trimble-and-turg

Star player Melo Trimble and Mark Turgeon debate their next move. (Andy Lyons, Getty Images)

One explanation is luck. This is a notoriously difficult metric to quantify, but KenPom calculates a “luck” rating for every team based on “expected wins” from an efficiency standpoint, compared with their actual record. Here’s the concept explained in his own words in 2006 (nerd note: “correlated gaussian method” is a fancy way of saying bell curve):

pommer
The Terrapins are a sterling 10th nationally in luck, as their series of unconvincing performances contrasts with a nearly-perfect record. On the side of the eye test, Maryland clearly benefited from a game-winner for Oklahoma State coming just after the buzzer, among a few other nice breaks, so it does appear to be an element of the Terps’ success. Read the rest of this entry »

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Recruiting Mishaps Showing Their Impact at Ohio State

Posted by Alex Moscoso (@AlexPMoscoso) on December 9th, 2016

After Ohio State’s home overtime loss to Florida Atlantic earlier this week, along with the very real threat of missing a second consecutive NCAA Tournament, it is time to admit that something might be wrong in Columbus. Head coach Thad Matta is currently in the midst of the most difficult stretch of his 13-year career with the Buckeyes after a dominant run that included two Final Four appearances, three Elite Eights, five Sweet Sixteens and four Big Ten regular season and tournament titles. The program’s momentum clearly seems to have stalled, and we’re left to wonder if this is a permanent decline for the former rising star or a just an inevitable rough patch after several years of sustained success. One possible explanation for the recent downturn is related to Matta’s recruiting stumbles in recent years — mistakes which may not be evident to many — and the cascading effects they’ve had on the current roster.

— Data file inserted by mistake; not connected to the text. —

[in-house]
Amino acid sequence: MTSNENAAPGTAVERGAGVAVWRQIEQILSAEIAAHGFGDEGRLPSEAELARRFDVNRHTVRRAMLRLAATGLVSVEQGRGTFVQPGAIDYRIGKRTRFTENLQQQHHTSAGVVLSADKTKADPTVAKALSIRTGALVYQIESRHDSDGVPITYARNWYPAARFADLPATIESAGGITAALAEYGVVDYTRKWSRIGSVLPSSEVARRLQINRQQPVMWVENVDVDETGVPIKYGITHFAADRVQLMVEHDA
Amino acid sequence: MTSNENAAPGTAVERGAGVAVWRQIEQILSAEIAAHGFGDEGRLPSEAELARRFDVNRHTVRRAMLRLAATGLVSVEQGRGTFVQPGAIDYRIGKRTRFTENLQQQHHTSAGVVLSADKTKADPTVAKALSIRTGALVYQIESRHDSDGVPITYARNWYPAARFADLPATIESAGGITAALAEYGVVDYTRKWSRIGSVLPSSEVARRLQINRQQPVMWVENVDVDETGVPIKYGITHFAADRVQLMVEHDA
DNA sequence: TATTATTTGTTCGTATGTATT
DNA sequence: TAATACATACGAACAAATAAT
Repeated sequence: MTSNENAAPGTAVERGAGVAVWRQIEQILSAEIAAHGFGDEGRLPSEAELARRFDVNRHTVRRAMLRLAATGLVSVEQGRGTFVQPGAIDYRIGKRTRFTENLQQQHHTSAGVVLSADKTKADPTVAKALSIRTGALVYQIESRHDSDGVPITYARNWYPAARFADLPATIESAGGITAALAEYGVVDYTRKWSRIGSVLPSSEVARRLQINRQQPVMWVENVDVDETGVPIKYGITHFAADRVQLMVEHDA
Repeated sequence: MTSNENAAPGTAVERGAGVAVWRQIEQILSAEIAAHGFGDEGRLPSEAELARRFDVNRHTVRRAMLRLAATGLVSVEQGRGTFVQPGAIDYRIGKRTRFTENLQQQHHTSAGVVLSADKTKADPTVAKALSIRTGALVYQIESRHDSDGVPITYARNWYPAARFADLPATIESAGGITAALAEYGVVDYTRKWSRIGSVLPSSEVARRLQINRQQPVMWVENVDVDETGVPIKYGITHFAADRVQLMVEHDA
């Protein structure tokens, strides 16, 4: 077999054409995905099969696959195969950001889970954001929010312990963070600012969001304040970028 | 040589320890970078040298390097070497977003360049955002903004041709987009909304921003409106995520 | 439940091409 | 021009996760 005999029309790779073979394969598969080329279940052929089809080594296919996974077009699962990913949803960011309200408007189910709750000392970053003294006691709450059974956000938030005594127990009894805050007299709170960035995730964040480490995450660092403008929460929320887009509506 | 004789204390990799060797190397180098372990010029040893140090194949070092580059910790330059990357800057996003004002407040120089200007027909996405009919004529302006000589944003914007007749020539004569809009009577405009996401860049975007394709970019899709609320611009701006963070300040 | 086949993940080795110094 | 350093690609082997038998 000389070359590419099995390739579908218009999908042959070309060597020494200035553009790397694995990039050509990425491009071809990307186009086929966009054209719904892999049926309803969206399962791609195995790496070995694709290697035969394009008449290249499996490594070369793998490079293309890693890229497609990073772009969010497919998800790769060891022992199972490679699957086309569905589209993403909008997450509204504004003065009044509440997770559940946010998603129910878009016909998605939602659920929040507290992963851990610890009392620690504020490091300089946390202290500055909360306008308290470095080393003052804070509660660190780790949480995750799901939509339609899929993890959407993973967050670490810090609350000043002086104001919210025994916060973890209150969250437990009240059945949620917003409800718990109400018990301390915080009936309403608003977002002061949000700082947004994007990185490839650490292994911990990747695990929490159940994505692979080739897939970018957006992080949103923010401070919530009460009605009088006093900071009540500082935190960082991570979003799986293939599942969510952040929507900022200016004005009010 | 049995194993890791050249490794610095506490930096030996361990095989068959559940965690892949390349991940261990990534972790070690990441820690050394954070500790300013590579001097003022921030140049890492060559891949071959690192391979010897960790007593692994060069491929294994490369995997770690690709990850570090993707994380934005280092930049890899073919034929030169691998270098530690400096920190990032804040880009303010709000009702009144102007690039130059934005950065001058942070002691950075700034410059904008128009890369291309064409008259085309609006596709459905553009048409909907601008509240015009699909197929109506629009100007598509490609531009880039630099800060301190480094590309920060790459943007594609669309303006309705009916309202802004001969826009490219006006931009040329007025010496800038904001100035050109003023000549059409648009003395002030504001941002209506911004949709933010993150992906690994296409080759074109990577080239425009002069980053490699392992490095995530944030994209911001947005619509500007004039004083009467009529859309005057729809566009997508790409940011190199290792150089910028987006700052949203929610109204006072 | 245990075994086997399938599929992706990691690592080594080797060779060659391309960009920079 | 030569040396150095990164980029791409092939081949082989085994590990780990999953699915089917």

Keita Bates-Diop (right) has been good, but not quite to the level of expectations he had as a Top 30 recuit (Jay LaPrete, AP).

Keita Bates-Diop (right) has been good, but not quite to the level of expectations of a top 30 recruit (Jay LaPrete, AP).

In his most successful years, Matta relied on top-tier talent to fill out his roster. Ohio State landed a top 10 recruiting class in five of the six cycles between 2006-11, populated by transcendent players like Greg Oden, Evan Turner and Jared Sullinger, first round talent like Mike Conley, Daequan Cook, Kosta Koufos and Byron Mullens, and college standouts like David Lighty, Jon Diebler, Deshaun Thomas and Aaron Craft. Matta’s 2012 and 2013 classes, however, fell outside the top 25. The effects of this lull in talent procurement were latent because Thomas and Craft played into their upperclassmen seasons. The Buckeyes bounced back with top 10 classes in 2014 and 2015, but for various reasons their results have been mixed.